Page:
I will say, creating these has me LOVING and LIVING for some glitter...even if it is currently on every surface of our house. Including the cat. 
Oh and HAPPY THANKSGIVING!! I'm thankful for all y'all readers, sweet comments and just general love every single day. Thank you!
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Wednesday, February 15, 2017

In the Art Room: Box of Chocolates UPDATE!

Join us tonight right here at 8pm CST on Wednesday to chat about BURNOUT. We've all been there. Let's share our stories and talk about ways of lifting ourselves out of burnout and getting the fire back into our art teacherin'. See you real soon!

Hey, y'all! Just thought I'd do a wee update on this incredibly fun project my students just wrapped up. They learned all about contemporary artist Peter Anton, created a heart-shaped box armature, covered it in papier mache and made fun plaster-cast chocolates. We are finishing them off this week and I thought I'd share. 
Here's the lesson video I shared with my students. This project took us about three one-hour art classes. 
 Supplies:

* Tag board for heart: one 8" square
* Tag board for sides of heart: 1" X 24" 
* Stapler
* Tape
* Newspaper cut into strips on the paper cutter
* Papier mache paste. We used wheat paste after checking for gluten allergies.
* Paint for the heart
* Plaster. We used Art Plaster by Activa Products
* Containers to make the "chocolate". We used ice cube trays and egg cartons
* PUFFY PAINT!
 Day One: We made the armature. We were in the middle of wrapping up another project so we did the armature in one class and early finishers completed their previous project.
 Day Two: We did our papier mache! It was good messy fun. Then we did an insanely fun clean up...
I hosed the tables down with shaving cream and let the kids spread it out and draw and play in it for a good five minutes. Then we had a Clean Up Game. Here's how it worked: I placed a tub of water and sponges on each table. I told the kids that WITHOUT TALKING, they were to wipe down their tables and get their table the cleanest in the room. I even provided old hotel key cards for the kids to scrape off the glue. You have never seen kids work so hard! If you go here, and scroll down a pinch, you can catch a couple short clips of my kids in action.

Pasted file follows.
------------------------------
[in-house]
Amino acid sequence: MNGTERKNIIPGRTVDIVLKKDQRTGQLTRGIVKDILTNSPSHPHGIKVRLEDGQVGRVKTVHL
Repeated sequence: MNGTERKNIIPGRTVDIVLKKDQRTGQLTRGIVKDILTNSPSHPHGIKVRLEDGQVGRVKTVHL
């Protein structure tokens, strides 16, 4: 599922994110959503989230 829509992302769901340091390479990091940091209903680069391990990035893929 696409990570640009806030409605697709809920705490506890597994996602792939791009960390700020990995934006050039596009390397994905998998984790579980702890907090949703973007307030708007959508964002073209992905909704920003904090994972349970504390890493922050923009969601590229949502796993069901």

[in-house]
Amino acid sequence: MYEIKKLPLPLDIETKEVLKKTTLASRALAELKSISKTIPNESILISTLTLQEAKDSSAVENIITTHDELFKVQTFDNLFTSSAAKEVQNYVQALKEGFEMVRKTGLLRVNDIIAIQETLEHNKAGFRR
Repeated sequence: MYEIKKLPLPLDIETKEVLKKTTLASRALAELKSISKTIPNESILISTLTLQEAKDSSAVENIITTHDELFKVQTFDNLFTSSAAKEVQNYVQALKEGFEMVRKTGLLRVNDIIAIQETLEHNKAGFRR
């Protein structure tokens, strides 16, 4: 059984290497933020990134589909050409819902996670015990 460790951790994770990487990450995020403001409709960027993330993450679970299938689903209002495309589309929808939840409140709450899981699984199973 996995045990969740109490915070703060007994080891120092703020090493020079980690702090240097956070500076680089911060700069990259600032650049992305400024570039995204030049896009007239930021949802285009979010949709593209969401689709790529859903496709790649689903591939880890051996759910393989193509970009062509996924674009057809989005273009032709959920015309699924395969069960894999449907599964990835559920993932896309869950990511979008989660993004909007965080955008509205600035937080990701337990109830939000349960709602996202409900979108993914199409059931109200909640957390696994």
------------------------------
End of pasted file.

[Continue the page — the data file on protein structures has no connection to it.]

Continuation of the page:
Day Three: We picked out three to four plaster cast chocolates and painted them in a couple different shades of brown. While those dried, we painted our heart-shaped boxes. With about 10 minutes left of class, I busted out the puffy paint...and the crowd went wild! The boxes will be sealed with sparkle puffy paint before being placed on display.

This project was definitely a kid fave. Love to hear if you've given this lesson a go in your art room! 
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Tuesday, February 7, 2017

In the Art Room: Third Grade Faux Box of Chocolates!


I have to share with y'all this faux box of chocolates project my third graders are working on...they are so excited! So far, we've chatted about our artist inspiration, Peter Anton, created an armature for our box of chocolates and used newspaper and wheat paste to papier mache our box. Next up, we are using our plaster cast forms to create candy! The above is my example...
 And this would be Peter Anton's! Don't you love it? He's an American sculptor who is often referred to as Candy Warhol. He's created many sweet and savory sculptures but at this time of year, I'm partial to the heart shaped box of chocolates. Here's the lesson video:
Here are the supplies we used:

* Tag board cut into 1" X 24" 
* Tag board cut into an 8" square
* Tape
* Newspaper
* Papier mache paste
* Plaster
* Paint
* PUFFY PAINT!